The disturbing lessons of Trump's shameful Arpaio pardon
The president's decision to issue his first pardon to a man who made his reputation through race-baiting and contempt for legal restraints and basic human decency tells us a lot about Trump
During his very loosely hinged extemporaneous remarks in Phoenix on Tuesday, President Trump strongly hinted that he would pardon the infamous former Maricopa County Sheriff Joe Arpaio. On Friday evening, with a frightening hurricane descending on Texas, Trump made it official. The decision to issue his first pardon to a public official who made his reputation, such as it is, through race-baiting and a contempt for both legal restraints and basic human decency tells us a lot about Trump — and none of it is good.
It is highly relevant that Trump and Arpaio first became allies while Trump was rising to prominence within the Republican Party by pushing the racist conspiracy theory that Barack Obama was not born in the United States. The Arizona sheriff actually launched a farcical investigation into Obama's birth certificate, wasting taxpayer money to build his cred with his resentful white supporters. That Arpaio and Trump would become mutual admirers was inevitable.
It should go without saying that Arpaio is a terrible candidate for a pardon. If you have any doubts, read this chilling 2009 profile of Arpaio by William Finnegan in The New Yorker. Arpaio's first claim to local fame was to make the conditions of imprisonment for inmates under his jurisdiction as inhumane as possible — housing thousands of people in tents next to cites like dumps and waste disposal plants in the brutal Arizona heat. He fed inmates for 30 cents a meal, two meals a day, and then made the Food Network one of three channels available to prisoners. He put many people who were being held for trial and had not been convicted of any crime to work on chain gangs. Under his watch, guards were so consistently cruel to inmates that the county had amassed more than $40 million in civil damages from lawsuits. And he also engaged in egregious racial profiling when detaining people suspected of being illegal immigrants.
Arpaio's focus on abusing prisoners and arbitrarily detaining people of Latin American descent also made his "tough on crime" reputation grossly misleading. The resources wasted on his cruel publicity stunts took money away from law enforcement, slowing response times and leading to (among other problems) hundreds of botched or perfunctory sex crimes investigations. He did, however, find the time to file frivolous charges against two journalists who were looking into his suspicious property dealings, leading to another huge legal settlement for Maricopa County's taxpayers to pay off.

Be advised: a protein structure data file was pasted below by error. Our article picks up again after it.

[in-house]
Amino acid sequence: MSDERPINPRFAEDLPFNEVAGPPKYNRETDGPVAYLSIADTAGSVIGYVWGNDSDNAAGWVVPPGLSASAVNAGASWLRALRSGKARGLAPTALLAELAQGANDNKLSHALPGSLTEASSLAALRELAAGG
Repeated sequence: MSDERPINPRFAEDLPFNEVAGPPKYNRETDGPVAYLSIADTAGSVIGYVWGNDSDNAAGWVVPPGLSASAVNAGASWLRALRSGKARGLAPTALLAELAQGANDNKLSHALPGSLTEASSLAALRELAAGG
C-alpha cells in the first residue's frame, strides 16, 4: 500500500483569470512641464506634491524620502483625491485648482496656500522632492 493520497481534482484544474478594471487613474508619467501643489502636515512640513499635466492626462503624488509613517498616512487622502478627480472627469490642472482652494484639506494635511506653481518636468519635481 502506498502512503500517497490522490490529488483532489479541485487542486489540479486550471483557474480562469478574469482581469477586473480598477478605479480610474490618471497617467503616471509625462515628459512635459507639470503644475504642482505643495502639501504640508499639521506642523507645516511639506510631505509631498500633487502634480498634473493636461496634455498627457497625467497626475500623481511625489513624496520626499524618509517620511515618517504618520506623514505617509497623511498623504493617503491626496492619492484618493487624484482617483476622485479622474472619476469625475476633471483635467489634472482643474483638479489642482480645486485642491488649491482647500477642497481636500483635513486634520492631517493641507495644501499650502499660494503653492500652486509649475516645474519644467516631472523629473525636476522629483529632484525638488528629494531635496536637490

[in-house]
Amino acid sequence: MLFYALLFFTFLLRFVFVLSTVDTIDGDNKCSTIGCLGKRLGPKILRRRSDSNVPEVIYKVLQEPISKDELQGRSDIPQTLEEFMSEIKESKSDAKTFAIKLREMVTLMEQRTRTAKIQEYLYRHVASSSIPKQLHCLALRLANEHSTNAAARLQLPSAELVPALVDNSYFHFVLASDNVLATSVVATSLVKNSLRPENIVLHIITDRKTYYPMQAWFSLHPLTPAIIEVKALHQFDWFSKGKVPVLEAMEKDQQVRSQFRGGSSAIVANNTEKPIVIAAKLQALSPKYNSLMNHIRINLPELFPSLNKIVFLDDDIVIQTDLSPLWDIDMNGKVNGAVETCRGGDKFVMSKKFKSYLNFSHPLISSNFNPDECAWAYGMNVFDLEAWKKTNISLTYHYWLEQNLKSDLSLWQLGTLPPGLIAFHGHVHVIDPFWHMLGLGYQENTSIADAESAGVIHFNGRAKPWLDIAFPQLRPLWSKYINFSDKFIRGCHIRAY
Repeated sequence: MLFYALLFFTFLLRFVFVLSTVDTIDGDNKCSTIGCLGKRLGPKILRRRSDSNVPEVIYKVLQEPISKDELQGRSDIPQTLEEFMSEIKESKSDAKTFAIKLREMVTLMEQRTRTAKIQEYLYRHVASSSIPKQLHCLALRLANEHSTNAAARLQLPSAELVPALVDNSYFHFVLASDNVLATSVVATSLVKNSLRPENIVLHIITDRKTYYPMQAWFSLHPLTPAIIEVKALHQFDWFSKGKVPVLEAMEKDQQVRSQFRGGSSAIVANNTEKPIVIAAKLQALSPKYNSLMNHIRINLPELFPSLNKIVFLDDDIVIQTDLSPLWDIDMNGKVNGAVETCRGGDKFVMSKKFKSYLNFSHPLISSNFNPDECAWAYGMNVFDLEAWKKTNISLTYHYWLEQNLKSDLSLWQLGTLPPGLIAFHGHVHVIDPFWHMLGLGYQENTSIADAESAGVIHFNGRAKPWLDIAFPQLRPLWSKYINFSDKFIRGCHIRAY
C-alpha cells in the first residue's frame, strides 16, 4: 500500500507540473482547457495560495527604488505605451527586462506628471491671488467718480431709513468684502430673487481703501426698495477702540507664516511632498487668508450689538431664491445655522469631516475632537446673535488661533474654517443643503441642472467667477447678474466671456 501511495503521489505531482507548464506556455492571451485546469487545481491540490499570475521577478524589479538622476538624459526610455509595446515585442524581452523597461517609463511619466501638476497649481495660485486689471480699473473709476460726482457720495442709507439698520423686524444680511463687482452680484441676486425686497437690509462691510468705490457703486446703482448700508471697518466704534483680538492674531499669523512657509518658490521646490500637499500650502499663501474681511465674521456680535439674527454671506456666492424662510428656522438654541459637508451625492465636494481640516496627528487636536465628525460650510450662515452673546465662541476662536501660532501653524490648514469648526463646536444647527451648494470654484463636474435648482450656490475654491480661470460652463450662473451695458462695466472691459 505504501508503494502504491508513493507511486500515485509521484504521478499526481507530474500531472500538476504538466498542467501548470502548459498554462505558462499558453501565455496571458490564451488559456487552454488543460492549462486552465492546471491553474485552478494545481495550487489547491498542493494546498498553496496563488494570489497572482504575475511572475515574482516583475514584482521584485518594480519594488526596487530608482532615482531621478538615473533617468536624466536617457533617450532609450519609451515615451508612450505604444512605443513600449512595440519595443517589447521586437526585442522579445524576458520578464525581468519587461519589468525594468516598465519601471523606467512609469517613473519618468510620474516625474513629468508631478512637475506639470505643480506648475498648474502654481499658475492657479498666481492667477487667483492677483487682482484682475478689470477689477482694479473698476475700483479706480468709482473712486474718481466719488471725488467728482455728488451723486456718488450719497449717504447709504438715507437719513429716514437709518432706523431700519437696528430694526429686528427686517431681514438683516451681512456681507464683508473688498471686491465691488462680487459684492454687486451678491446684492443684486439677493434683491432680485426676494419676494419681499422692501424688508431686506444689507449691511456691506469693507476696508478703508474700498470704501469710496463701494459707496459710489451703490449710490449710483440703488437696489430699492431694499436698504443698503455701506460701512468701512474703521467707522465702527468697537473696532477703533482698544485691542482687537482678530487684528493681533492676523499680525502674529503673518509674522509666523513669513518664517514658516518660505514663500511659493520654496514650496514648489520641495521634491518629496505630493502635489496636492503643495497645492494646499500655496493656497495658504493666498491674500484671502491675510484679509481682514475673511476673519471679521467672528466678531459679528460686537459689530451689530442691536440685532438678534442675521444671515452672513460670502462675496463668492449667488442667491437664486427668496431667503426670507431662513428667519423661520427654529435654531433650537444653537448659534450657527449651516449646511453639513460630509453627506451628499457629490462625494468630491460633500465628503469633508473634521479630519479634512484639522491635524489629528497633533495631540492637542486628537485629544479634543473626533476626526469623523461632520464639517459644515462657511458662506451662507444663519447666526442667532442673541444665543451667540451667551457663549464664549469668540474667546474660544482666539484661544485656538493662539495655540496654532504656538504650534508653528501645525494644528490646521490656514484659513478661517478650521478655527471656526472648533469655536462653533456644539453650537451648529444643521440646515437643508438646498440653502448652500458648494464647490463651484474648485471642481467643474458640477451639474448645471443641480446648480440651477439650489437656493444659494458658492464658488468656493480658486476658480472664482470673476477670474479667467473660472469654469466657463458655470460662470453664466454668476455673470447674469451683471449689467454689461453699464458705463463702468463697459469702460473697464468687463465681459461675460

So of course it's completely logical that Trump would be a fan of Sherrif Joe. As The New Yorker's Margaret Talbot puts it, Arpaio "represents in miniature what the president would like to be more maximally — a successful American authoritarian." Plus, exploiting and fomenting resentments against racial minorities is central to both men's political appeal.
The crime that Arpaio was convicted for exemplifies his revolting career. In 2011, a federal judge found that Arpaio's detentions of people suspected of being illegal immigrants and nothing else were unconstitutional. Arpaio refused to comply, continuing to violate the Fourth and Fourteenth Amendment rights of numerous "suspects." Finally, earlier this year he was found to have been in contempt of court for refusing to comply with a judicial order.
Pardoning Arpaio under these circumstances is a gross affront to the principle of the rule of law. Arpaio flagrantly violated explicit constitutional rights, and then violated judicial orders to stop. To allow him to go unpunished is to celebrate the arbitrary use of state violence and to show contempt for the legal restraints public officials are supposed to be constrained by. As former Solicitor General Walter Dellinger tweeted, when Trump says that Arpaio was convicted for "just doing his job," this means that according to Trump, Arpaio's job "was violating a federal court order," and his pardon is therefore "an assault on law itself."
Unfortunately, the presidential pardon power is unreviewable. Short of impeaching and removing Trump, there is no remedy for this disgraceful pardon. Instead, it is yet another hard lesson of the dangers inherent in giving the awesome powers of the presidency to a man who is thoroughly unfit for office in any respect.